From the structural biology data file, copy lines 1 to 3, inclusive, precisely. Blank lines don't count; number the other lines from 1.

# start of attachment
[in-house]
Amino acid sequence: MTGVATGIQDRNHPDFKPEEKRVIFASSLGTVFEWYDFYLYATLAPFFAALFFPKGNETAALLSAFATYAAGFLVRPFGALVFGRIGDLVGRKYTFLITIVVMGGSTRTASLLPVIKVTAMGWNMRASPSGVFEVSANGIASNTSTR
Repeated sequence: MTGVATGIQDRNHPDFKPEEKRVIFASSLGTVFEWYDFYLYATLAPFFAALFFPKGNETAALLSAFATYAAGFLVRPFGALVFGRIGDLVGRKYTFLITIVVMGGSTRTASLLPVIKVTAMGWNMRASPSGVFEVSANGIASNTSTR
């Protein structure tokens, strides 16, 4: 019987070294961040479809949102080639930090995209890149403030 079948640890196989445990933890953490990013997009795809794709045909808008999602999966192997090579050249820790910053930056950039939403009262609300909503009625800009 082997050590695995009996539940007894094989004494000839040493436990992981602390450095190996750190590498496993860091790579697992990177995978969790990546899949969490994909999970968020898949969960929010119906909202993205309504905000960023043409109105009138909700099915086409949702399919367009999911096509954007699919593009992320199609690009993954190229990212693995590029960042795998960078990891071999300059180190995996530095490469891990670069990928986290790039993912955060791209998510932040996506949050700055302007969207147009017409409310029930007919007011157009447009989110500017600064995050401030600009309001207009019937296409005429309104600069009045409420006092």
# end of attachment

[in-house]
Amino acid sequence: MTGVATGIQDRNHPDFKPEEKRVIFASSLGTVFEWYDFYLYATLAPFFAALFFPKGNETAALLSAFATYAAGFLVRPFGALVFGRIGDLVGRKYTFLITIVVMGGSTRTASLLPVIKVTAMGWNMRASPSGVFEVSANGIASNTSTR
Repeated sequence: MTGVATGIQDRNHPDFKPEEKRVIFASSLGTVFEWYDFYLYATLAPFFAALFFPKGNETAALLSAFATYAAGFLVRPFGALVFGRIGDLVGRKYTFLITIVVMGGSTRTASLLPVIKVTAMGWNMRASPSGVFEVSANGIASNTSTR